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Malaria during pregnancy and foetal haematological status in Blantyre, Malawi

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Abrams, E. T., Kwiek, J. J., Mwapasa, V., Kamwendo, D. D., Tadesse, E., Lema, V. M., Molyneux, Malcolm E, Rogerson, S. J. and Meshnick, S. R. (2005) 'Malaria during pregnancy and foetal haematological status in Blantyre, Malawi'. Malaria Journal, Vol 4.

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Abstract

Background: Although maternal anaemia often stems from malaria infection during pregnancy, its effects on foetal haemoglobin levels are not straightforward. Lower-than-expected cord haemoglobin values in malarious versus non-malarious regions were noted by one review, which hypothesized they resulted from foetal immune activation to maternal malaria. This study addressed this idea by examining cord haemoglobin levels in relation to maternal malaria, anaemia, and markers of foetal immune activation.
Methods: Cord haemoglobin levels were examined in 32 malaria-infected and 58 uninfected women in Blantyre, Malawi, in relation to maternal haemoglobin levels, malaria status, and markers of foetal haematological status, hypoxia, and inflammation, including TNF-alpha, TGF-beta, and ferritin. All women were HIV-negative.
Results: Although malaria was associated with a reduction in maternal haemoglobin (10.8 g/dL vs. 12.1 g/ dL, p < 0.001), no reduction in cord haemoglobin and no significant relationship between maternal and cord haemoglobin levels were found. Cord blood markers of haematological and hypoxic statuses did not differ between malaria-infected and uninfected women. Maternal malaria was associated with decreased TGF- and increased cord ferritin, the latter of which was positively correlated with parasitaemia (r = 0.474, p = 0.009). Increased cord ferritin was associated with significantly decreased birth weight and gestational length, although maternal and cord haemoglobin levels and malaria status had no effect on birth outcome.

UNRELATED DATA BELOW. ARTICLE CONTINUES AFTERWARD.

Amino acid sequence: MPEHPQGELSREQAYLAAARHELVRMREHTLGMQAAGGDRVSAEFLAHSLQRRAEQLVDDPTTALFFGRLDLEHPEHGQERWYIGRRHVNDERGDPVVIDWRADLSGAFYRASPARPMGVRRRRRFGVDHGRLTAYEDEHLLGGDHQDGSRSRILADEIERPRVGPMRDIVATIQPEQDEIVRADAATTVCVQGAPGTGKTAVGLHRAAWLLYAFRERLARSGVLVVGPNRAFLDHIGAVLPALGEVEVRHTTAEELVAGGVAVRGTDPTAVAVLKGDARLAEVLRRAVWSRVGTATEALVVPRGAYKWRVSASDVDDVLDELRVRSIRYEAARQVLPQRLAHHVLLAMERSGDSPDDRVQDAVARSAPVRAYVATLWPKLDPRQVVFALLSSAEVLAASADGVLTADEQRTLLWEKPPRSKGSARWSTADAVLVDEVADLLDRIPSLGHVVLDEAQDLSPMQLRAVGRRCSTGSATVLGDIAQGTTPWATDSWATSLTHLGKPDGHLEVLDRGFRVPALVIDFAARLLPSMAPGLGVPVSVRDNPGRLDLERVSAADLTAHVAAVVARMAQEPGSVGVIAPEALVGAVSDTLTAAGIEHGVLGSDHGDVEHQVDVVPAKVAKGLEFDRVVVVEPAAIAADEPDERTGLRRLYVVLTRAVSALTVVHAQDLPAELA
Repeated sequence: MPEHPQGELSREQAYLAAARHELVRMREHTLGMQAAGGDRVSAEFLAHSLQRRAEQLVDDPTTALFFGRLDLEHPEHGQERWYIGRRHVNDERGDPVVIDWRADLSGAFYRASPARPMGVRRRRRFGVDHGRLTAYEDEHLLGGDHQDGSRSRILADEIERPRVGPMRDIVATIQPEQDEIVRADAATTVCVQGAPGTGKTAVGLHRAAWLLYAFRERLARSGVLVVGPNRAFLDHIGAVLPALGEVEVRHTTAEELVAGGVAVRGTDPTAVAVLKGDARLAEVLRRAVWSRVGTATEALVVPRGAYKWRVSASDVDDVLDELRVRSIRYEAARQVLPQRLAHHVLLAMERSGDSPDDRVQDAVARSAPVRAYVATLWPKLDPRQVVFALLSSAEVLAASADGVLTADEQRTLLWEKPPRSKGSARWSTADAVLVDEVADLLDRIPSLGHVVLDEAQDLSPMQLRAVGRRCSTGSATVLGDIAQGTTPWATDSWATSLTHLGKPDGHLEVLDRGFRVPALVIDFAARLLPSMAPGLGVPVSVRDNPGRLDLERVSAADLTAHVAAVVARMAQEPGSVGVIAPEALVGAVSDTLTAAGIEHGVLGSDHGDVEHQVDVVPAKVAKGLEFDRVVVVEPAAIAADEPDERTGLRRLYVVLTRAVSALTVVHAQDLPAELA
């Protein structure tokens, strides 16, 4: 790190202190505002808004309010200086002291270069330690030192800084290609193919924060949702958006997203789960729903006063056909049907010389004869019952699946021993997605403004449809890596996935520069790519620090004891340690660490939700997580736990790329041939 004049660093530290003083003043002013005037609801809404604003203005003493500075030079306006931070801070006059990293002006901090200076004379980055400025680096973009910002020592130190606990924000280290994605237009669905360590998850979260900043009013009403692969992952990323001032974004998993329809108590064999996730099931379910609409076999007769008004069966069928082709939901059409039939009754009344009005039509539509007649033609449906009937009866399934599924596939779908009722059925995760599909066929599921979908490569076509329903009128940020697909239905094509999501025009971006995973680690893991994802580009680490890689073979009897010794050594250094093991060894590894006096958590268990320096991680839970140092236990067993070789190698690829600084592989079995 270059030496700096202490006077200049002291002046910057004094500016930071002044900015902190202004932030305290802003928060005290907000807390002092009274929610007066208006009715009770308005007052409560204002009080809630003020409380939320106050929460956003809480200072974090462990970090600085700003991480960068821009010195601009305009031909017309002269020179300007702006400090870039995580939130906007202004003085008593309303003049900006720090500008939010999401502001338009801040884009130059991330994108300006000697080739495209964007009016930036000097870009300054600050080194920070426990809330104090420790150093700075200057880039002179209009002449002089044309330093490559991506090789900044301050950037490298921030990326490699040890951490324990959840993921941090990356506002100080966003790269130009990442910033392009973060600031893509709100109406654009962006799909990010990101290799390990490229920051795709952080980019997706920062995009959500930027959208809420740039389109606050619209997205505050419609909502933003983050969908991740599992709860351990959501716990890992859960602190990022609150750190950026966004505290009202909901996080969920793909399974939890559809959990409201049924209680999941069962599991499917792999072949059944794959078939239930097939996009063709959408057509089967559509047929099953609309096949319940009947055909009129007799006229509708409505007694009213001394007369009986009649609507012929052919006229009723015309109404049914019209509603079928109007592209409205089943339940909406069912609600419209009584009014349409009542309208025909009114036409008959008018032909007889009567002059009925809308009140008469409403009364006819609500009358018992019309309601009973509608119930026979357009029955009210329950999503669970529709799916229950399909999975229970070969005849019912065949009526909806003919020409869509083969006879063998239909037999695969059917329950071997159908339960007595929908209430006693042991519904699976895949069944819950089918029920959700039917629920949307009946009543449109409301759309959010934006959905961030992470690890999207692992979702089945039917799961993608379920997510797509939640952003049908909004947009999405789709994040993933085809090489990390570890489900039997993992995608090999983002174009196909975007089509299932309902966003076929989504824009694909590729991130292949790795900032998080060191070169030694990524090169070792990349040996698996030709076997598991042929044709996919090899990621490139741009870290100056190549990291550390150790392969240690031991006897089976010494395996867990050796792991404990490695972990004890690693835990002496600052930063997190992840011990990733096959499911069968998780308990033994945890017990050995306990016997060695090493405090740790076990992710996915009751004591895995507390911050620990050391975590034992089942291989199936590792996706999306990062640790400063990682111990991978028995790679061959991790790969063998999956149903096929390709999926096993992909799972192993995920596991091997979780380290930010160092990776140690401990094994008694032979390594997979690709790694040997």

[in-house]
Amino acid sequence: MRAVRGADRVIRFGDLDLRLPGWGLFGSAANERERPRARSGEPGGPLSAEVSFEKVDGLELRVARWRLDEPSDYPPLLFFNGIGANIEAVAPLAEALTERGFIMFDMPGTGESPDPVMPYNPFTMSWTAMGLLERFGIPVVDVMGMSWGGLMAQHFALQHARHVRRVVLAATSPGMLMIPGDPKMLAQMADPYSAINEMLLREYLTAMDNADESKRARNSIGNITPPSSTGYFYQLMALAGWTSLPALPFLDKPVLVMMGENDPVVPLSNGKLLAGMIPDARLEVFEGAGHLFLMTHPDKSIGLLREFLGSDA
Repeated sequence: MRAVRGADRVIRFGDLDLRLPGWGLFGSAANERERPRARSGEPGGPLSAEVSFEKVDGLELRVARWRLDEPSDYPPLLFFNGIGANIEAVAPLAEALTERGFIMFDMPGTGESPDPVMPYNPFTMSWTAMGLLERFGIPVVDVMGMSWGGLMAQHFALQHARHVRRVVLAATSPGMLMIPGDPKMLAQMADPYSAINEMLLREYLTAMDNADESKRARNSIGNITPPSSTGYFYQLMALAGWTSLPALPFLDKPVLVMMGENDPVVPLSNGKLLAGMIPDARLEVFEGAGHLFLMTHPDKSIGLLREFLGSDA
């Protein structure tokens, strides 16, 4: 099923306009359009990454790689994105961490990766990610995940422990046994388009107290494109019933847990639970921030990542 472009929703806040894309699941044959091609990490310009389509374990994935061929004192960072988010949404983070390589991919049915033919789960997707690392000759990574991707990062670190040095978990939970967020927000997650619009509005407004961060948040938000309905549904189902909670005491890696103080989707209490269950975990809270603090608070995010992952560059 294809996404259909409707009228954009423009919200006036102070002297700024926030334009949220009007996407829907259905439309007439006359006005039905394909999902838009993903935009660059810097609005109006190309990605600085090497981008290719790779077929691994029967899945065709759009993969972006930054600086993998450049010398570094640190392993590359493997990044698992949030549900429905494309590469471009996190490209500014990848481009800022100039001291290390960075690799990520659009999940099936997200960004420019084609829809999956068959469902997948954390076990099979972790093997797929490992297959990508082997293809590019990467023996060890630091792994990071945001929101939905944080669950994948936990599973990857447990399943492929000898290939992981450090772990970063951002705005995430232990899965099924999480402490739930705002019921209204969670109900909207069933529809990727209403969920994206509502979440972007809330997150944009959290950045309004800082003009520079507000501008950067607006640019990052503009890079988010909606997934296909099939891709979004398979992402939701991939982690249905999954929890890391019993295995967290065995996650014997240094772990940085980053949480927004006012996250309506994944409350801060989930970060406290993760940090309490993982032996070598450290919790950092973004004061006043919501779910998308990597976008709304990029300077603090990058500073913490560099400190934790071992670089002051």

Conclusion: In this population, cord haemoglobin levels were protected from the effect of maternal malaria. However, decreased TGF- and elevated ferritin levels in cord blood suggest foetal immune activation to maternal malaria, which may help explain poor birth outcomes.

Item Type: Article
Uncontrolled Keywords: intrauterine growth-retardation plasmodium-falciparum malaria necrosis-factor-alpha birth-weight erythropoietin production placental malaria immune-responses iron status anemia children
Subjects: WC Communicable Diseases > Tropical and Parasitic Diseases > WC 750 Malaria
WQ Obstetrics > Pregnancy > WQ 200 General works
WQ Obstetrics > Pregnancy Complications > WQ 240 Pregnancy complications (General)
WS Pediatrics > Child Care. Nutrition. Physical Examination > WS 141 Physical examination. Diagnosis. Mass screening. Monitoring
Faculty: Department: Groups (2002 - 2012) > Clinical Group
Digital Object Identifer (DOI): https://doi.org/10.1186/1475-2875-4-39
Depositing User: Sarah Lewis-Newton
Date Deposited: 01 Sep 2011 15:57
Last Modified: 17 Jul 2020 10:57
URI: https://archive.lstmed.ac.uk/id/eprint/1934

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